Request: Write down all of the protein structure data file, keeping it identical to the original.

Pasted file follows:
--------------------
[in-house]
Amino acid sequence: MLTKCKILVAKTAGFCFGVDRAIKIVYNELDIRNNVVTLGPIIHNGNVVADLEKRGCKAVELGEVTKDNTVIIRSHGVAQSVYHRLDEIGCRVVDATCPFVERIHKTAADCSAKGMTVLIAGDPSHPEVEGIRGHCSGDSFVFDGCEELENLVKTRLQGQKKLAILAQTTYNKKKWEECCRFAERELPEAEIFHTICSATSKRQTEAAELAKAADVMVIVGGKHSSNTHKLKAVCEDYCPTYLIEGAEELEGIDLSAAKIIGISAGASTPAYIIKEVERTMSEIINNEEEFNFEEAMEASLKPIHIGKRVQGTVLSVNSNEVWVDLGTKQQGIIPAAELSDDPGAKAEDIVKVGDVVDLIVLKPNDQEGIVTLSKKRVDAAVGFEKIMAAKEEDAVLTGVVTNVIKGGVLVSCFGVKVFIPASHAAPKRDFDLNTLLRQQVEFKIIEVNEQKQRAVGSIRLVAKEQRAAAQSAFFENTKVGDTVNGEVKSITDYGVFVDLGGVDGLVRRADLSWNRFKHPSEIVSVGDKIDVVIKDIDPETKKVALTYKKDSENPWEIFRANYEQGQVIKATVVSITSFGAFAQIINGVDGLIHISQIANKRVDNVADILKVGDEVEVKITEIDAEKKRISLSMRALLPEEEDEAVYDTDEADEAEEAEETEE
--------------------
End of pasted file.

[in-house]
Amino acid sequence: MLTKCKILVAKTAGFCFGVDRAIKIVYNELDIRNNVVTLGPIIHNGNVVADLEKRGCKAVELGEVTKDNTVIIRSHGVAQSVYHRLDEIGCRVVDATCPFVERIHKTAADCSAKGMTVLIAGDPSHPEVEGIRGHCSGDSFVFDGCEELENLVKTRLQGQKKLAILAQTTYNKKKWEECCRFAERELPEAEIFHTICSATSKRQTEAAELAKAADVMVIVGGKHSSNTHKLKAVCEDYCPTYLIEGAEELEGIDLSAAKIIGISAGASTPAYIIKEVERTMSEIINNEEEFNFEEAMEASLKPIHIGKRVQGTVLSVNSNEVWVDLGTKQQGIIPAAELSDDPGAKAEDIVKVGDVVDLIVLKPNDQEGIVTLSKKRVDAAVGFEKIMAAKEEDAVLTGVVTNVIKGGVLVSCFGVKVFIPASHAAPKRDFDLNTLLRQQVEFKIIEVNEQKQRAVGSIRLVAKEQRAAAQSAFFENTKVGDTVNGEVKSITDYGVFVDLGGVDGLVRRADLSWNRFKHPSEIVSVGDKIDVVIKDIDPETKKVALTYKKDSENPWEIFRANYEQGQVIKATVVSITSFGAFAQIINGVDGLIHISQIANKRVDNVADILKVGDEVEVKITEIDAEKKRISLSMRALLPEEEDEAVYDTDEADEAEEAEETEE